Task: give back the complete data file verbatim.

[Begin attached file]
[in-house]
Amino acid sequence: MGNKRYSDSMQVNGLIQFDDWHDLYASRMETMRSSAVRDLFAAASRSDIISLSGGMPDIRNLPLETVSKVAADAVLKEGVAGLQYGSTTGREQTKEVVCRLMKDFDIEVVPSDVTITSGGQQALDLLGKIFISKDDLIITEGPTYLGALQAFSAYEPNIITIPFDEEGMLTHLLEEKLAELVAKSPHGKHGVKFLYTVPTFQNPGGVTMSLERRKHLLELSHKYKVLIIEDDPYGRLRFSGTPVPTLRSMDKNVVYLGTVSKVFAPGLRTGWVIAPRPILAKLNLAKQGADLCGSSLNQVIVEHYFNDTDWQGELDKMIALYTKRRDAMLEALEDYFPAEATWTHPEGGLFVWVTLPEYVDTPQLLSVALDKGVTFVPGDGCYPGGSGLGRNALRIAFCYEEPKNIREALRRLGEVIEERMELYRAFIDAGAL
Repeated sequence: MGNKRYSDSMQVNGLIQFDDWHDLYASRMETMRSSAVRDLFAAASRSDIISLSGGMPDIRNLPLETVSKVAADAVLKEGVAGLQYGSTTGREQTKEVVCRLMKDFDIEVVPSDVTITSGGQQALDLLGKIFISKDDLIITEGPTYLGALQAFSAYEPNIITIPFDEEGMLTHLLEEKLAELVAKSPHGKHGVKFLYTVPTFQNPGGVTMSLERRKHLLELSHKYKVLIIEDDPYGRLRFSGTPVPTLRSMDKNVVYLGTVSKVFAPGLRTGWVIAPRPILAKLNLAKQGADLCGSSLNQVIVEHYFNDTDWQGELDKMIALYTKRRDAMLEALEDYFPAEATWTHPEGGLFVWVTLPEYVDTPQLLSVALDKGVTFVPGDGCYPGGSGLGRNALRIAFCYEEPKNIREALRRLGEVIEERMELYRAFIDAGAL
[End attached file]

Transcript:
[in-house]
Amino acid sequence: MGNKRYSDSMQVNGLIQFDDWHDLYASRMETMRSSAVRDLFAAASRSDIISLSGGMPDIRNLPLETVSKVAADAVLKEGVAGLQYGSTTGREQTKEVVCRLMKDFDIEVVPSDVTITSGGQQALDLLGKIFISKDDLIITEGPTYLGALQAFSAYEPNIITIPFDEEGMLTHLLEEKLAELVAKSPHGKHGVKFLYTVPTFQNPGGVTMSLERRKHLLELSHKYKVLIIEDDPYGRLRFSGTPVPTLRSMDKNVVYLGTVSKVFAPGLRTGWVIAPRPILAKLNLAKQGADLCGSSLNQVIVEHYFNDTDWQGELDKMIALYTKRRDAMLEALEDYFPAEATWTHPEGGLFVWVTLPEYVDTPQLLSVALDKGVTFVPGDGCYPGGSGLGRNALRIAFCYEEPKNIREALRRLGEVIEERMELYRAFIDAGAL
Repeated sequence: MGNKRYSDSMQVNGLIQFDDWHDLYASRMETMRSSAVRDLFAAASRSDIISLSGGMPDIRNLPLETVSKVAADAVLKEGVAGLQYGSTTGREQTKEVVCRLMKDFDIEVVPSDVTITSGGQQALDLLGKIFISKDDLIITEGPTYLGALQAFSAYEPNIITIPFDEEGMLTHLLEEKLAELVAKSPHGKHGVKFLYTVPTFQNPGGVTMSLERRKHLLELSHKYKVLIIEDDPYGRLRFSGTPVPTLRSMDKNVVYLGTVSKVFAPGLRTGWVIAPRPILAKLNLAKQGADLCGSSLNQVIVEHYFNDTDWQGELDKMIALYTKRRDAMLEALEDYFPAEATWTHPEGGLFVWVTLPEYVDTPQLLSVALDKGVTFVPGDGCYPGGSGLGRNALRIAFCYEEPKNIREALRRLGEVIEERMELYRAFIDAGAL